Taxation of Business Corporations is the advanced tax course taken most often by those who go beyond the basic Taxation course, which is a prerequisite. Corporations is strongly recommended as a preparation. The course covers the federal income tax issues involved in the organization, operation, and restructuring of U.S. businesses, whether structured as corporations, partnerships, or limited liability entities. Additionally, with the increasingly multinational nature of business activities, International Tax has become ever more valuable.
For those interested in being tax lawyers per se, you should certainly take every tax course offered (or nearly so), including Trusts and Estates. In addition, most tax practice is in connection with other activity, so it is important to take other courses such as Corporations and some more advanced offerings as well as courses in other areas ranging from pensions and family law to Law of Nonprofit Organizations.
Much business law practice, whether centered on corporations or real estate deals, is greatly concerned with financing. Accordingly, it is helpful to know the law pertaining to creditor-debtor relationships, both in the ordinary course of business (Commercial Law: Secured Transactions, taught by Professor Kaufman) and in the event of business distress (Bankruptcy; Corporate Reorganizations).
In addition to the basic and core U.S.-centered courses described above, HLS offers several courses on advanced corporate law topics with an international or comparative dimension.
International Finance examines policies and regulation affecting cross-border banking and securities transactions in three major markets, the United States, the European Union and Japan.
International Trade Law examines explores the fundamental principles of international trade rules, the relationship between trade and environmental concerns, and domestic remedies to international trade violations.
International Antitrust Law explores competition policy outside the U.S.
HLS offers a number of research, writing and discussion seminars on a variety of corporate law and related topics. Here is a sampling of the seminars and reading groups most directly related to corporate law: Capital Markets Regulation Reading Group; Comparative Corporate Governance; Corporate Governance Reading Group; Current Issues in Executive Compensation and Corporate Governance Seminar; Current Topics in Financial Regulation Seminar; Dispute Systems Design Seminar; International Finance Seminar; Law and Economics Seminar; Laws, Markets and Religions Seminar; Seminar on the Law and Finance of Start-up Companies; and Tax Policy Seminar.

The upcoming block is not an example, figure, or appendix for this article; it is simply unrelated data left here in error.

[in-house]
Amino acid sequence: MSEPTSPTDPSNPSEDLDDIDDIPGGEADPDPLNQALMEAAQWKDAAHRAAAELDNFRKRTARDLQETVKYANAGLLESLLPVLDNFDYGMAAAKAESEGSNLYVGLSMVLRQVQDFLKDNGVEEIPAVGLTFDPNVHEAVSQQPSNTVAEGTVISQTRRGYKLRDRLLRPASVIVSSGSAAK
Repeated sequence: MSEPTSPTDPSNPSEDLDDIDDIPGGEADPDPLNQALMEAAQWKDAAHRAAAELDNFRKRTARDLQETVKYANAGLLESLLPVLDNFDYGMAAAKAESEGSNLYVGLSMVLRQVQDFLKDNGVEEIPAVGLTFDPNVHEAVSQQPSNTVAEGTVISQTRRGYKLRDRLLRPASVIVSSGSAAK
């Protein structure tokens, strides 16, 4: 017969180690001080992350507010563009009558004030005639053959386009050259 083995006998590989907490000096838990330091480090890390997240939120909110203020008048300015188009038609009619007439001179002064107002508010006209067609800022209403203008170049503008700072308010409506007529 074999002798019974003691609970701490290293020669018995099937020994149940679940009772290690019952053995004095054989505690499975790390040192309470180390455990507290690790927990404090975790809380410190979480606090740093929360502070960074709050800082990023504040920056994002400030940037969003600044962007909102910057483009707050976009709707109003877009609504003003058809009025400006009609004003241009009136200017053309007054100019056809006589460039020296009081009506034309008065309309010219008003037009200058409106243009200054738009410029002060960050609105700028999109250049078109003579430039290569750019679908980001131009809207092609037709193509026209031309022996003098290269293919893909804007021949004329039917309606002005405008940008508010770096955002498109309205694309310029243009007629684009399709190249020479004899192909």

Note that not all seminars and reading groups listed are offered every year.
The Transactional Law Clinic engages students in a wide range of transactional legal work including entity formations, contract drafting, sales and acquisitions, licensing, corporate governance, intellectual property matters, and many other kinds of hands-on practice-based legal experiences. Students are immersed in an applied learning context, counseling and representing transactional clients under the supervision of an experienced practitioner. Enrollment in the clinic is through the Clinical Program.
Students interested in a possible career in corporate law should, as suggested previously, strongly consider one or more of the following related areas.
Negotiation/Mediation/ADR: A common and important function of corporate practitioners is to represent clients in negotiations and settlements with other corporations, employees, and government agencies. Students interested in corporate law should consider taking one of HLS's many courses and workshops in negotiations and related fields.
Employment/Labor Law, Intellectual Property Law, and International Law (especially finance and trade) are areas of the law that all business lawyers encounter from time to time, and which some corporate lawyers encounter routinely. Students preparing for a business law practice should consider taking one or more representative courses in these fields.
Law and Economics: Economic analysis is also an important element of business. Students should consider taking one or more of the Law School's law-and-economics offerings, such as taught by Professor Shavell. Also, as noted, economics-oriented seminars at HLS usually devote attention to corporate and related research topics.
Regulatory Law/Regulation: Although not limited to corporate law problems, Administrative Law is valuable to corporate lawyers who will find it important to understand the processes of law-making and application by the executive and independent regulatory agencies, as well as the forces that influence how regulators behave and the evolution of regulatory regimes.
Students who wish to pursue academic careers in this area should think about combining the course work discussed above with opportunities for significant research and writing.